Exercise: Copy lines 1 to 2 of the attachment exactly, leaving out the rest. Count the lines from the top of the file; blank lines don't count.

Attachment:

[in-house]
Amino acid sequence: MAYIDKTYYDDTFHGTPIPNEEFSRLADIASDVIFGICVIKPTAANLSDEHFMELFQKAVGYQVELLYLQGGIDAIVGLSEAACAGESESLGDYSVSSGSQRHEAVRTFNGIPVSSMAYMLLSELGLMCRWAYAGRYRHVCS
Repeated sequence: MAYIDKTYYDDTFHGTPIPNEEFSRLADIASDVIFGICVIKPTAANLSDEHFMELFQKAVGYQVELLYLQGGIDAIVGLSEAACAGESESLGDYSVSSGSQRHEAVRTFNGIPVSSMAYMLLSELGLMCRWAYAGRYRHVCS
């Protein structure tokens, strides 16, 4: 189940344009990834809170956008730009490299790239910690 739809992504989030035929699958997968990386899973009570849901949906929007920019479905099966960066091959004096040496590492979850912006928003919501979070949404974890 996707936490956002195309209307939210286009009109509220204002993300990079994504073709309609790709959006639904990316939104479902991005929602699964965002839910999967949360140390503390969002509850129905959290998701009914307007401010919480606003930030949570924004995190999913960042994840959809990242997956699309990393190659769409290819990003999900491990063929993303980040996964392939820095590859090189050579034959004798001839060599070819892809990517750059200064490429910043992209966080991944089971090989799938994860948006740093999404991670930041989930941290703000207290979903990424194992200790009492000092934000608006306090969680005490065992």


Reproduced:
[in-house]
Amino acid sequence: MAYIDKTYYDDTFHGTPIPNEEFSRLADIASDVIFGICVIKPTAANLSDEHFMELFQKAVGYQVELLYLQGGIDAIVGLSEAACAGESESLGDYSVSSGSQRHEAVRTFNGIPVSSMAYMLLSELGLMCRWAYAGRYRHVCS